Pondering Iran

Man am I ever sorry I am not going to Iran now. The visa request is still out there and who knows, it might get approved before Christmas. I’m not sure where to start, as I feel like I’ve consumed a great deal of information about the situation today and know that more is to come.

First, let us dispose of the key question, why now? John answers:

The answer is that Iran is a convenient way for the Bush administration to get America’s attention off of the Iraq debacle, rising gas prices, Valerie Plame, New Orleans lost, Republican corruption, the massive budget deficit, and a growing number of revelations of how Bush lied to the American people in trying to sell them on the Iraq war.


more after the jump

Second, let’s all be clear on something: attacking Iran, even pinprick bombing, equals war. Going to war against Iran is crazy talk. It’s that simple. It’s nuts.

But suppose for a moment we do attack Iran, what next? Game it out. What happens? What do we do? What happens when Shi’ites erupt in Basra? When Muqtada al-Sadr’s bully boys start taking cheap shots at our boys in Baghdad? What happens to our interests in Afghanistan? (Yeah, you forgot that the Iranians have serious interests there.) What happens if we use a nuke? Think it through, ya know. Go all the way. Because there isn’t a conservative on this planet who’s answered this question sufficiently. Sorry, bombing them back ‘to the stone age’ simply isn’t an option. No sane human being wishes to ponder the consequences of turning Iran into a sheet of glass. Like I said, “it’s nuts.”

Moreover, with what army are we to do this? I’ve talked with generals and colonels about this. Real ones, not the ones who play general on their blog. There is no army for this. It’s all locked up in Iraq. Repeatedly I’ve been told, ” the generals will demand an immediate draft, a force of 500,000 to do the job right.” That’s a conservative estimate, too.

So, what do the Iranian’s want? Well, tomorrow I’ll try and tease out the complex nature of domestic Iranian politics. But if you want to cut to the chase, I’m convinced they want a deal. The evidence is there. The question is, is Bush capable of making a deal? Like Reagan did with the Soviets in ’86, who were a much, much greater threat, by the way.

Sadly, there really isn’t any precendent for this. Look at North Korea, where we outsourced our foreign policy to the Chinese. We’ve already postponed talks with Iran as well.

As to claims that Iran can have a nuke in 16 days? I think Richard Armitage knows a little more about Iran’s nuclear situation than Capt. Ed does. As Armitage says, “He said the administration could afford to be patient ”œfor a while” on Iran because Tehran would not have access to a nuclear weapon for some time, and also because the IAEA, Russians and Chinese were all putting pressure on the Islamist Republic.” (I prefer Dr. Cole’s wry humor, actually: Iran Can Now Make glowing Mickey Mouse Watches.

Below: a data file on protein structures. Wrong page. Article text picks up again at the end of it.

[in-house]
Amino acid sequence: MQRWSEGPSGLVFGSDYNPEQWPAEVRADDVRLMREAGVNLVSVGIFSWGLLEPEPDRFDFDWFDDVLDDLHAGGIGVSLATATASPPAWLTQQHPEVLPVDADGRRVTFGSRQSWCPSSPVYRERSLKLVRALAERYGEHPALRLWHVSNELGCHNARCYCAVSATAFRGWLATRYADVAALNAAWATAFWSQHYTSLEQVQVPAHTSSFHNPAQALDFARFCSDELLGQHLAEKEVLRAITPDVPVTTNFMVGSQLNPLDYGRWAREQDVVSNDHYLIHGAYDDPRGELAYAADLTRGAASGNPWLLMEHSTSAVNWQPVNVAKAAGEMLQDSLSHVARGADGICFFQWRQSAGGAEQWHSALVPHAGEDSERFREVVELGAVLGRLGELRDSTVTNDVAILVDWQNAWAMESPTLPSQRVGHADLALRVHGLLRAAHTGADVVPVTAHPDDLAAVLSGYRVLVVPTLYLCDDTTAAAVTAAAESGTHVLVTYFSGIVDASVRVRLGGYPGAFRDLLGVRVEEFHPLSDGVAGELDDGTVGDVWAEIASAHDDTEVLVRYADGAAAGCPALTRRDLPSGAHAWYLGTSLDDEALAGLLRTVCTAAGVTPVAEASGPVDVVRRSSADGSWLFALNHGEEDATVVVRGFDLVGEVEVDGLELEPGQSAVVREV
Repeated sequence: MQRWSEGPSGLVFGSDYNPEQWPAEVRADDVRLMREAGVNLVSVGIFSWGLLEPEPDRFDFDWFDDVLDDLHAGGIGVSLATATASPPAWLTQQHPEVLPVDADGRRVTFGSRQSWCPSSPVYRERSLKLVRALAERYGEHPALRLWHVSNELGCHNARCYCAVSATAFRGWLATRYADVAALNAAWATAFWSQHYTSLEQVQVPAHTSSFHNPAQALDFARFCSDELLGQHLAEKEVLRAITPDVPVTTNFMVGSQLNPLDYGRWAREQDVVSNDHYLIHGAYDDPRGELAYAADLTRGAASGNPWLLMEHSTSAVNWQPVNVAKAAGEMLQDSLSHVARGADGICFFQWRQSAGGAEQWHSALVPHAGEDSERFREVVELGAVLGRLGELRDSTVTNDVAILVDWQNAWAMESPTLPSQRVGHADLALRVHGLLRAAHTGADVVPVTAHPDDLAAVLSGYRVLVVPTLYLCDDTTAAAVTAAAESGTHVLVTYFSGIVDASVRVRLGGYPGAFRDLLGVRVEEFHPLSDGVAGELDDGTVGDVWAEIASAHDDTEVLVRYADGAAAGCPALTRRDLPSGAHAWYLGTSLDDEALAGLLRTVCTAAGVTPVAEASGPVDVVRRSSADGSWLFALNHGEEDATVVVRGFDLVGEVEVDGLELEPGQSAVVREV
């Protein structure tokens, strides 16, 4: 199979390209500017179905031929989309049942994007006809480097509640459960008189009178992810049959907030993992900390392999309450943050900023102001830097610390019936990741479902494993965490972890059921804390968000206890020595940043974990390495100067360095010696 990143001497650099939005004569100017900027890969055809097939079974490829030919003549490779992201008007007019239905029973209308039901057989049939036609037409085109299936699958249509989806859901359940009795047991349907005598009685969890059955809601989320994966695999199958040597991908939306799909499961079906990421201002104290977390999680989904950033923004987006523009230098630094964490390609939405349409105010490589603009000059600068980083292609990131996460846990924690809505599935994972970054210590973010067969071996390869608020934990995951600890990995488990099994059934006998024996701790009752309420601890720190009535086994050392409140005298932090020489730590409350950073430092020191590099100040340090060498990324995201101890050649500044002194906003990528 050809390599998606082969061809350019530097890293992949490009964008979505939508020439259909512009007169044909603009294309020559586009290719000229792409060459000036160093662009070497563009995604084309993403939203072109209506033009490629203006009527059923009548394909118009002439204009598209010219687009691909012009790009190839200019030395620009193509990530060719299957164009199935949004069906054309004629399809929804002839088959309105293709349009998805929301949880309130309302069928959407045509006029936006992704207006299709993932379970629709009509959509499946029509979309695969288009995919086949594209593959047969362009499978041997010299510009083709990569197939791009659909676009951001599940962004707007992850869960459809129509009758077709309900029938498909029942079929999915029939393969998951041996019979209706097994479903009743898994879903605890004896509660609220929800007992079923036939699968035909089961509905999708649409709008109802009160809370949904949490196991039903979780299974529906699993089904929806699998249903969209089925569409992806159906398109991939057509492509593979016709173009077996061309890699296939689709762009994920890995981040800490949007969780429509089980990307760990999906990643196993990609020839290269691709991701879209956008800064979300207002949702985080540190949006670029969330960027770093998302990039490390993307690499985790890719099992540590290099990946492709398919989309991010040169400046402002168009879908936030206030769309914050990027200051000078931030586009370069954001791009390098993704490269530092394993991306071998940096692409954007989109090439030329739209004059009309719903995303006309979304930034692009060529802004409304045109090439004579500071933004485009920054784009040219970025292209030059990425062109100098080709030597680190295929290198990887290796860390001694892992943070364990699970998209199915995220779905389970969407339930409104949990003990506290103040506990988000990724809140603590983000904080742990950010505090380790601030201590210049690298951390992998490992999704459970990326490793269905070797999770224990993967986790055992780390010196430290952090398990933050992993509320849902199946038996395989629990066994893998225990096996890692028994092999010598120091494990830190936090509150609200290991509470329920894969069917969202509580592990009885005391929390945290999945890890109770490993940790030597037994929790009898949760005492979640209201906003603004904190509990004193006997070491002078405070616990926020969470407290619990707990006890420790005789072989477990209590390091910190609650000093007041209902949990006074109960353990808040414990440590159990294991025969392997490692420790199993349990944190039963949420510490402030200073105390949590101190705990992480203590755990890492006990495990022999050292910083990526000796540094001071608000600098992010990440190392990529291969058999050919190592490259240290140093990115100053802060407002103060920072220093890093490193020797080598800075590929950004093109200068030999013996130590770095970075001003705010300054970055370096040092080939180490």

Still, the politics of fear have a good chance of edging out realism and patience on Iran. Why? Well, there is that little thing we call an election to be manipulated in November. Regardless, I’m not afraid. I’m not a bedwetter and I certainly don’t fear dhimmitude. That’s laughable.

More tomorrow.

~ Nota bene: Scott Shields addresses the whole 16 days steaming pile of horse doodie.

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Sean Paul Kelley

Traveler of the (real) Silk Road, scholar and historian, photographer and writer - founder of The Agonist.

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  • Pinnochio noses to your representatives and senators, or better still make some up that are wearable. President Bush deserves to be laughed at. He has turned your country into a laughing stock with little credibility in the world.

    Graphic is from themoderatevoice.com

  • February 10, 2006


    There’s now a serious possibility that the Republicans could lose control of the House of Representatives this fall, and at least a statistical possibility that they could lose the Senate.

    Meanwhile, approval of the administration’s foreign policy, principally in regard to Iraq, has fallen well below 50% and continues to decline, while the Medicare drug fiasco has driven approval of their domestic policy, never high, to new lows. Moreover, the legal difficulties of the administration’s Gauleiters, notably Libby and Rove, are serious, and the bottom could fall out of the ramshackle structure that supports the administration’s felonious wiretapping (with some people thinking that there are further revelations to come about that curious episode: why did they bypass FISA, after all?). And it’s SRO in the closet for all the Abramoff skeletons.